- No gassing or charging labor: the charging system is built into the pit floor and charges karts automatically;
- The daily checks are mechanical in nature (tires flat, steering wheel still attached, etc.). There are no daily items such as checking the oil;
- Karts have a wireless controlled reverse that the driver can use to back their own kart up when they spin out. The karts have an on-board sound system that tells the driver how to back their kart up and what is the track’s current condition. This is built into the operating system and works automatically;
- An attendant switch allows the track attendant to move all unused karts to the front of the line at once;
- Karts can be slowed down individually when breaking the rules or out of control. The rider gets a message in their kart that they have been penalized by the track and not do so again. This reduces the number of rowdy or out of control riders which reduces spin-outs;
- The track rules are automatically played at the start, middle and end of the race by the Ride Control system;
- And, karts are automatically slowed down at the end of the race, told in their kart that the race is over, to exit the track and to watch the attendant to know where to park.
Why Your Customers Will Love the Change: Performance
Electric go-karts have much more low-end torque than gas karts. They power through turns, up hills and even negate most of the weight advantage of smaller racers to bigger racers. Quite simply, electric go-karts are a dramatically better ride experience. With the on-board race sounds of the Thunder Volt operating system we use, it’s like riding a racing video in real life! The Stockart race engine sound accelerates and decelerates as the kart does, the track announcer starts the race with the green flag and ends it with the checkered flag, and the crew chief gives each racer pointers on how to race better based on how they are racing the kart.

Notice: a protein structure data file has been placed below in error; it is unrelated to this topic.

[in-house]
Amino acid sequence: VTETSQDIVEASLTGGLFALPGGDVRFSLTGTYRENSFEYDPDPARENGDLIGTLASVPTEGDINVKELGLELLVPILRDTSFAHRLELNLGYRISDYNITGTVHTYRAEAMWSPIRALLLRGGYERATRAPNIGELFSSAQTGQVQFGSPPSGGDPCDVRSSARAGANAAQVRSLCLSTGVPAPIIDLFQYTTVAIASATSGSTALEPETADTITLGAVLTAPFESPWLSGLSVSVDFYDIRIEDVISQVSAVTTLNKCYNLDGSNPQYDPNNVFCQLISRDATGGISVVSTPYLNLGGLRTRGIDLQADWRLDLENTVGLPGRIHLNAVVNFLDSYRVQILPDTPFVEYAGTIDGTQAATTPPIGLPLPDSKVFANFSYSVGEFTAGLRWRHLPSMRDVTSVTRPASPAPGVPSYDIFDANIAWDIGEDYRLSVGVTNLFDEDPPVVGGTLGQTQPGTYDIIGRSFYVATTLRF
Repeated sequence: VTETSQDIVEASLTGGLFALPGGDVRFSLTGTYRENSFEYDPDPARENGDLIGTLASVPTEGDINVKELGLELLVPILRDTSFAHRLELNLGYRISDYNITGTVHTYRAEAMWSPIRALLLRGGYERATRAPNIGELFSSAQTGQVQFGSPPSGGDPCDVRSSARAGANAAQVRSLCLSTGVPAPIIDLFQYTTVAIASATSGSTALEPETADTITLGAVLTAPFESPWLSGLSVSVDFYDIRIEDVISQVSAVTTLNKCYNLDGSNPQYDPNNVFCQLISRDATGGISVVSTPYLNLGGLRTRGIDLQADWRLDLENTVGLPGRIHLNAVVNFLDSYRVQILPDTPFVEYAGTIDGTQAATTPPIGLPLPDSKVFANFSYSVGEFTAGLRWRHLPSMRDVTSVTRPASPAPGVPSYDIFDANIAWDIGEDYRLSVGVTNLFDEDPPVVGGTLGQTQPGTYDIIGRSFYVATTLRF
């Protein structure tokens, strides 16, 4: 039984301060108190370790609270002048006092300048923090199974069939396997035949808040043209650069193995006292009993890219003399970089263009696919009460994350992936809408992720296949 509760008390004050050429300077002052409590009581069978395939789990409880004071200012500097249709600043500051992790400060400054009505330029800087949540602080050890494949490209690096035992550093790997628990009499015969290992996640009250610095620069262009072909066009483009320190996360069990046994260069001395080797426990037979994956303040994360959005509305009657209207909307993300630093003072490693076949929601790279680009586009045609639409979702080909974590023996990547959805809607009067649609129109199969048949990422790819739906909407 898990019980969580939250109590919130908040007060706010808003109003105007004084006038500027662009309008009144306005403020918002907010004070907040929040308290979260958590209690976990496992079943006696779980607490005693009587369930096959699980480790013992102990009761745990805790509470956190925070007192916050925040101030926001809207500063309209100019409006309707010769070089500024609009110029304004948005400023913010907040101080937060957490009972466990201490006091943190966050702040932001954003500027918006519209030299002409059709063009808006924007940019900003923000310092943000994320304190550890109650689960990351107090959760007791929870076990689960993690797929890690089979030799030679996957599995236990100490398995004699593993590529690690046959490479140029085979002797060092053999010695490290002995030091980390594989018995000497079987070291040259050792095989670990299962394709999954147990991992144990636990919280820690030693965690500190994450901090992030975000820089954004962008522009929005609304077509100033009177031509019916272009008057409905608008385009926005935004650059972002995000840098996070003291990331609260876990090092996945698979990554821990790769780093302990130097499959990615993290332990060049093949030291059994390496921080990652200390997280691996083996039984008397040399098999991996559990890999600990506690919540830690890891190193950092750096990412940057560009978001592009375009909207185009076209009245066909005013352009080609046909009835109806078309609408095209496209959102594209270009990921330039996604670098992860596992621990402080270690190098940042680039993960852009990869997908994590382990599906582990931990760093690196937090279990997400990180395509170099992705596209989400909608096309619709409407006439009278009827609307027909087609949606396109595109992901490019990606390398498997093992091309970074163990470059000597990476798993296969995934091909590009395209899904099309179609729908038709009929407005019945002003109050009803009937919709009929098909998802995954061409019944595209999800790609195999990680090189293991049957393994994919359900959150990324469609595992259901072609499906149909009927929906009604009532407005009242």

When we switched to electric go-karts at our location, we had planned to operate the old gas fleet on the track as an alternating set with the gas karts at $6.50 per race in one ride and the electric karts at $8 per ride the next race on the same track. We felt the reduced gas kart price would do at least 30 percent of the total rides sold. While both karts run at the same speed, the electric kart accelerates much faster, has the Thunder Volt on-board sound system, turbo boost, and other features making it a much more exciting ride. When the electric karts came on line, we never sold a single gas kart ride again, even though it was substantially less. The end result was that track revenue went up over 15 percent.
The cost savings paid for the new karts and upgrade to the electric system in three years. The ride experience, price per ride and customer satisfaction all have gone up during the same period for a very positive and profitable conversion experience.
The end result is that converting from gas go-karts to electric go-karts can be a very profitable change for your track as well.